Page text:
Benoit Dubreuil’s Human Evolution and the Origins of Hierarchies seeks to explain two historical transitions in social hierarchies in human (and pre-human) history. The first is the transition from dominance hierarchies, such as those lived in by our common ancestor with the chimpanzee, to egalitarian social relationships. The second is from those egalitarian relationships to the large-scale, state-based hierarchies we see today.
The assumption as to the existence of the first transition is largely taken from the work of Christopher Boehm (Hierarchy in the Forest: The Evolution of Egalitarian Behavior). I have not read Boehm’s work yet, so I will leave this assumption alone apart from noting that when talking about the end of dominance hierarchies, this is not to suggest that there are no hierarchies. Rather, they are based on cooperation, coalitions and other socially based arrangements, as opposed to raw strength and aggression. As noted in the work of Napoleon Chagnon, egalitarian societies can have very unequal distributions in areas such as access to mates.
Dubreuil’s argument is that each transition was driven by the evolution of the human mind. Dominance hierarchies were destabilised as early humans gained the ability to cooperate and coordinate to bring down dominant individuals. The re-emergence of hierarchies, although different in form, was driven by the cognitive changes associated with the behavioural modernisation of humans. The institutions necessary for efficient enforcement of norms in a large-scale society require cognitive abilities that humans did not have at the time of their earlier egalitarian societies.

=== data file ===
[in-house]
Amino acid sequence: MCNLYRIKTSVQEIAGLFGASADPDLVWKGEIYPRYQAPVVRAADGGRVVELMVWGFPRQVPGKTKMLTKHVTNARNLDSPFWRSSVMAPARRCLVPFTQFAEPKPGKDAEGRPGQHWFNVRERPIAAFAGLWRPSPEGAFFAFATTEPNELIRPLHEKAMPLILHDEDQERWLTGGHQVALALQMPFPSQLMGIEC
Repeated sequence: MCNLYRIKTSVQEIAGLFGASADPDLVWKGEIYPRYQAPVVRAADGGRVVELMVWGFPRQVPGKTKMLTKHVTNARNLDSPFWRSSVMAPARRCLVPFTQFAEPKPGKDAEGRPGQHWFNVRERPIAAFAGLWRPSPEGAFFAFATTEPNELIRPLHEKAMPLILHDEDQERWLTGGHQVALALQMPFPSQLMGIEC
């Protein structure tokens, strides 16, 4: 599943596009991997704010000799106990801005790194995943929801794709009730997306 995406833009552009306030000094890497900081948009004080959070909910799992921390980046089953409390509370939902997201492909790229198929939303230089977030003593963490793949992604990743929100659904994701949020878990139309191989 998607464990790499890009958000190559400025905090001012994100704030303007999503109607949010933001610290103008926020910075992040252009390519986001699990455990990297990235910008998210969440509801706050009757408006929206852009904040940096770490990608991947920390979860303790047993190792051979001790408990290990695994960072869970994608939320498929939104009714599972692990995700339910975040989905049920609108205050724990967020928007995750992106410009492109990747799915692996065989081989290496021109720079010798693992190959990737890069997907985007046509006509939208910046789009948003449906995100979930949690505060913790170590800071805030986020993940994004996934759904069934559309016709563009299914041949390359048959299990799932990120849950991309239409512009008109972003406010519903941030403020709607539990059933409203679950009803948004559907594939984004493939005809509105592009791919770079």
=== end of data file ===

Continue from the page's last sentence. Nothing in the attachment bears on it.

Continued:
On one level, the argument behind the second transition must be right. The common ancestors of humans and chimpanzees, and many earlier humans, simply did not have the cognitive firepower to create the institutions underlying a modern state. The more particular claim of Dubreuil that the emergence of state-based hierarchies are directly linked to these cognitive changes faces some challenges due to the gap in time between the emergence of behaviourally modern humans (as identified by evidence such as from the fossil record) and the establishment of agriculture and its associated large-scale societies. One potential reconciliation is that humans continued to evolve beyond the time when he (and most anthropologists) would consider them to be behaviourally modern. As I would claim, humans have continued to evolve through to today.
Dubreuil’s thesis does create an interesting challenge for those that claim that human nature supports egalitarian social structures. If the departure from those structures was driven by the evolution of the mind, has human nature changed such that these egalitarian relationships are no longer stable or feasible? It may be possible to argue that an egalitarian society is the preferred social arrangement, but the argument must be more sophisticated than simply claiming that egalitarian structures were the predominant evolutionary environment faced by early humans.
Dubreuil’s book started life as a thesis, and to some extent, it still feels like one. The first two chapters, in which Dubreuil establishes the foundations of norm enforcement in humans, form an excellent literature review on experiments about cooperation, fairness, punishment and envy. It is worth grabbing the book for these alone. In the other three chapters, Dubreuil crafts the argument. Dubreuil convinced me of the general idea, but with issues such as the timing of the transition to modern behavior, there is some way to go before the finer points of his argument will be convincing.